GSK announces closure of Sligo, Ireland facilties

pharmafile | August 17, 2018 | News story | Medical Communications GSK, GlaxoSmithKilne, Ireland, Sligo, closure, manfuacturing 

British multinational GlaxoSmithKline has announced the closure of its manufacturing facilities in Sligo, Ireland.

The company is set to wind down production at its subsidiary, Stiefel Laboratories’ facilities over the next three years, with the final closure scheduled for 2021. The closure is set to precipitate the loss of 165 jobs in the coastal seaport of 20,000.

GSK said in a statement that “Demand for the products made on site has not grown in line with previous expectations, due to the highly competitive market in which we operate, making our current business model unsustainable.”

While the multi-billion pound pharma giant employs 1,500 workers across four locations in Ireland, the employment status of those working in Cork, Dungarvan and Dublin were said to have not been affected.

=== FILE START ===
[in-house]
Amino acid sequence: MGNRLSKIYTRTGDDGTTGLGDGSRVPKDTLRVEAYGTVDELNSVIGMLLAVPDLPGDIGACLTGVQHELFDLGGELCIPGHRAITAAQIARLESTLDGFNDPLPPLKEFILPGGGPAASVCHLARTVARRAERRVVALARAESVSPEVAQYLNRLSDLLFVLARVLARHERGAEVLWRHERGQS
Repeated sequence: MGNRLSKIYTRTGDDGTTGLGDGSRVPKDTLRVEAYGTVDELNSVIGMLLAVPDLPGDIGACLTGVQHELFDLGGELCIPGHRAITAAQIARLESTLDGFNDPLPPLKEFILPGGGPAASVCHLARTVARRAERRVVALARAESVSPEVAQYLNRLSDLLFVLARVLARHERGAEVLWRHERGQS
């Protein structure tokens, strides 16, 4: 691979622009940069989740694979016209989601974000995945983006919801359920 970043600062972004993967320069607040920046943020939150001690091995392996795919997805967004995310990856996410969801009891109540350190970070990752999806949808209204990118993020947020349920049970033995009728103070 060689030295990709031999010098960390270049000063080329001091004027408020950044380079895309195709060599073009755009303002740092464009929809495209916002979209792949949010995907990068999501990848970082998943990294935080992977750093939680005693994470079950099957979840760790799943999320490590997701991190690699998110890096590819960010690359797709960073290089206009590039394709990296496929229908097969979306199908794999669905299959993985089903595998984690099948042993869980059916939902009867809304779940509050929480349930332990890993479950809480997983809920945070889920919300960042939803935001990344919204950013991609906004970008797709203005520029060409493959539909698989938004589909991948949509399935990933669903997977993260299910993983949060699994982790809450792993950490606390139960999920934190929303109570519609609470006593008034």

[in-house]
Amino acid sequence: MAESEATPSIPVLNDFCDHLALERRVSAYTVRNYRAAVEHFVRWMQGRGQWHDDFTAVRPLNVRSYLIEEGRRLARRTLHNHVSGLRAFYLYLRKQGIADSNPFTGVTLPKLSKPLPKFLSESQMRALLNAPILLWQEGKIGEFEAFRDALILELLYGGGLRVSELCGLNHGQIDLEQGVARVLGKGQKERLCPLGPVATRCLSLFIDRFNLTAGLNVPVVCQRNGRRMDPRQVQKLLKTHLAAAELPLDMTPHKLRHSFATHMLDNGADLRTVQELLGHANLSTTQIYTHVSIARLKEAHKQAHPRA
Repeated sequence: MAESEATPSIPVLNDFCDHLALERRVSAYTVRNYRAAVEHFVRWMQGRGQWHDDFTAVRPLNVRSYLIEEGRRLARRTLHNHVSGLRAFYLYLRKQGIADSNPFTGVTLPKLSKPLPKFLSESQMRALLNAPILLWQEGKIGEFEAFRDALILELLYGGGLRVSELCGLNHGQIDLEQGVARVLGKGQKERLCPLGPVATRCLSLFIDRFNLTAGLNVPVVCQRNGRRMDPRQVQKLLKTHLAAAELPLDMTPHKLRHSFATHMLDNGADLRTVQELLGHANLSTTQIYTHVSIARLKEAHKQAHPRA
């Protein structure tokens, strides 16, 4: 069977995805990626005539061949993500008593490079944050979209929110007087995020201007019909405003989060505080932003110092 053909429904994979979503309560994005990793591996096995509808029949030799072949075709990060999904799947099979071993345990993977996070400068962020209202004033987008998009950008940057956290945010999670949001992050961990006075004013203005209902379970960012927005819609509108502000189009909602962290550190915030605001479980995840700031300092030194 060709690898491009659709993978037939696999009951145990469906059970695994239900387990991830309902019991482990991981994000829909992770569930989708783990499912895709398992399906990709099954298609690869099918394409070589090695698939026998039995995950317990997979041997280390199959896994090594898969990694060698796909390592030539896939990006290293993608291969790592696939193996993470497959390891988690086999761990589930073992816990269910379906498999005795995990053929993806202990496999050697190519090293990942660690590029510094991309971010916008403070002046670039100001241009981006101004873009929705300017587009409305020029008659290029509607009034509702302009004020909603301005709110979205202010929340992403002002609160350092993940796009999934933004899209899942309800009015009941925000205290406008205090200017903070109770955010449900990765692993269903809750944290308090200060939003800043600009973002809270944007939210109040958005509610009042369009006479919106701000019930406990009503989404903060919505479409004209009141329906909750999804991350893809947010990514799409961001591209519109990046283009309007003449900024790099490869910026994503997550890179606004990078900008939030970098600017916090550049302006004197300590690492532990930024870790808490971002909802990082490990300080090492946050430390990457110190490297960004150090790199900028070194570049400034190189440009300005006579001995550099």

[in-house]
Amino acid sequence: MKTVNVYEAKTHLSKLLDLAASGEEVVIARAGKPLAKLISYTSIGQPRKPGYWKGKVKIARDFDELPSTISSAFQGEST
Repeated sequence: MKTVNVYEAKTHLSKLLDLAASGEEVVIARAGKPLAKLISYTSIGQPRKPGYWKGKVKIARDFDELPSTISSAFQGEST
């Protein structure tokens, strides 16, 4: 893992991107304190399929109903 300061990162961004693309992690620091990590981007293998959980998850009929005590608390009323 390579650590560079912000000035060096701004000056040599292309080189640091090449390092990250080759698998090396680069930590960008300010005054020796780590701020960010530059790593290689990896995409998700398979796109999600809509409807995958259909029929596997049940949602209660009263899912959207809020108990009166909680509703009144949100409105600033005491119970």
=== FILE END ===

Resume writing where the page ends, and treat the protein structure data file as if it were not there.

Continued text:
GSK’s Sligo plant has been in production for more than 40 years having first opened in 1975 with just ten people in its workforce. Having created 50 jobs just two years ago the plant is a dedicated supply site for GSK’s Stiefel skincare range. However the manufacturing plant has been threatened with closure twice in the past decade. In both cases the decision was reversed.

Heather Humphreys, the Minister for Business, Enterprise and Innovation, commented: “This is very disappointing news for Sligo and the hard-working employees at the Glaxo-Smith-Kline operation there. The company has indicated that there will be no job losses this year, and the majority of workers will remain in employment until 2020.”

He continued in stating: “The Government will also be making every State support available to these workers. The Minister for Employment Affairs and Social Protection is aware of the situation and we will be doing our utmost to help these workers transition and find new employment opportunities when the time comes.”

The announcement comes as GSK cut 1,000 staff in Chittagong, Bangladesh as CEO Emma Walmsley’s leads a major overhaul of the company.

Louis Goss

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